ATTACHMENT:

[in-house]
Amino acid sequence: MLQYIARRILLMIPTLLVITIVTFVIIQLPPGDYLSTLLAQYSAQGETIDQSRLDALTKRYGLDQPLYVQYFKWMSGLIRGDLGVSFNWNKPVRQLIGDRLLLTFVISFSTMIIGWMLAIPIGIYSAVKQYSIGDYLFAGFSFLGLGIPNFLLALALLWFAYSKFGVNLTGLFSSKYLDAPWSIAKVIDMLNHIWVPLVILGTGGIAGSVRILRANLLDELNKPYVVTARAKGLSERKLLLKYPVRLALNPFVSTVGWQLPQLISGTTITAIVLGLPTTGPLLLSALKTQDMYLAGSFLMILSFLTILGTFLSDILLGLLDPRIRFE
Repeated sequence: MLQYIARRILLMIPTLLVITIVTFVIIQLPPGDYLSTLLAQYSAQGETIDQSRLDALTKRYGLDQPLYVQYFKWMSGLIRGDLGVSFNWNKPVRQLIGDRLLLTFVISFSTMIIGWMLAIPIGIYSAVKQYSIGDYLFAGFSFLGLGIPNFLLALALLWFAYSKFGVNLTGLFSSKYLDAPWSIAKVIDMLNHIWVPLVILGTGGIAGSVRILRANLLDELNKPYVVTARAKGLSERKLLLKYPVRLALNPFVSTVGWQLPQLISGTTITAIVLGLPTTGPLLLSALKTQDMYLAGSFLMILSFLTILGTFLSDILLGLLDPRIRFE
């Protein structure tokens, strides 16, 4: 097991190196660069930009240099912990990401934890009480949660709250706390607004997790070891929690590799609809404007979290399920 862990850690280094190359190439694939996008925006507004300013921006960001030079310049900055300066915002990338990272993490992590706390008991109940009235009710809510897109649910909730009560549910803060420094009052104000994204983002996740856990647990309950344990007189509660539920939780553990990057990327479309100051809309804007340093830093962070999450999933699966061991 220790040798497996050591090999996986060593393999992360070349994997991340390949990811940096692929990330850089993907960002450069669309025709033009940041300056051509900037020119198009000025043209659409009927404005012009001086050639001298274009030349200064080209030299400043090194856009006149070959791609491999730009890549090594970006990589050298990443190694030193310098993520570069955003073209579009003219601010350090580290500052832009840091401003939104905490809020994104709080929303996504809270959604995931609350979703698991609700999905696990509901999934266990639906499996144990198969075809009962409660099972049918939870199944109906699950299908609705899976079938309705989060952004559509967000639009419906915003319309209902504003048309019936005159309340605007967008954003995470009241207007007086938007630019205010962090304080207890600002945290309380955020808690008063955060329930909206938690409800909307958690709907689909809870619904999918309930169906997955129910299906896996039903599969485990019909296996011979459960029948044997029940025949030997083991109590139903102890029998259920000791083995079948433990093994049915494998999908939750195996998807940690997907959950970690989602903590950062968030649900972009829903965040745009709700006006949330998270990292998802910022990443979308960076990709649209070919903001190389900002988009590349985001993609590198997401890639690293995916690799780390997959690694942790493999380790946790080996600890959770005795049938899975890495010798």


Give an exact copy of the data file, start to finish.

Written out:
[in-house]
Amino acid sequence: MLQYIARRILLMIPTLLVITIVTFVIIQLPPGDYLSTLLAQYSAQGETIDQSRLDALTKRYGLDQPLYVQYFKWMSGLIRGDLGVSFNWNKPVRQLIGDRLLLTFVISFSTMIIGWMLAIPIGIYSAVKQYSIGDYLFAGFSFLGLGIPNFLLALALLWFAYSKFGVNLTGLFSSKYLDAPWSIAKVIDMLNHIWVPLVILGTGGIAGSVRILRANLLDELNKPYVVTARAKGLSERKLLLKYPVRLALNPFVSTVGWQLPQLISGTTITAIVLGLPTTGPLLLSALKTQDMYLAGSFLMILSFLTILGTFLSDILLGLLDPRIRFE
Repeated sequence: MLQYIARRILLMIPTLLVITIVTFVIIQLPPGDYLSTLLAQYSAQGETIDQSRLDALTKRYGLDQPLYVQYFKWMSGLIRGDLGVSFNWNKPVRQLIGDRLLLTFVISFSTMIIGWMLAIPIGIYSAVKQYSIGDYLFAGFSFLGLGIPNFLLALALLWFAYSKFGVNLTGLFSSKYLDAPWSIAKVIDMLNHIWVPLVILGTGGIAGSVRILRANLLDELNKPYVVTARAKGLSERKLLLKYPVRLALNPFVSTVGWQLPQLISGTTITAIVLGLPTTGPLLLSALKTQDMYLAGSFLMILSFLTILGTFLSDILLGLLDPRIRFE
């Protein structure tokens, strides 16, 4: 097991190196660069930009240099912990990401934890009480949660709250706390607004997790070891929690590799609809404007979290399920 862990850690280094190359190439694939996008925006507004300013921006960001030079310049900055300066915002990338990272993490992590706390008991109940009235009710809510897109649910909730009560549910803060420094009052104000994204983002996740856990647990309950344990007189509660539920939780553990990057990327479309100051809309804007340093830093962070999450999933699966061991 220790040798497996050591090999996986060593393999992360070349994997991340390949990811940096692929990330850089993907960002450069669309025709033009940041300056051509900037020119198009000025043209659409009927404005012009001086050639001298274009030349200064080209030299400043090194856009006149070959791609491999730009890549090594970006990589050298990443190694030193310098993520570069955003073209579009003219601010350090580290500052832009840091401003939104905490809020994104709080929303996504809270959604995931609350979703698991609700999905696990509901999934266990639906499996144990198969075809009962409660099972049918939870199944109906699950299908609705899976079938309705989060952004559509967000639009419906915003319309209902504003048309019936005159309340605007967008954003995470009241207007007086938007630019205010962090304080207890600002945290309380955020808690008063955060329930909206938690409800909307958690709907689909809870619904999918309930169906997955129910299906896996039903599969485990019909296996011979459960029948044997029940025949030997083991109590139903102890029998259920000791083995079948433990093994049915494998999908939750195996998807940690997907959950970690989602903590950062968030649900972009829903965040745009709700006006949330998270990292998802910022990443979308960076990709649209070919903001190389900002988009590349985001993609590198997401890639690293995916690799780390997959690694942790493999380790946790080996600890959770005795049938899975890495010798």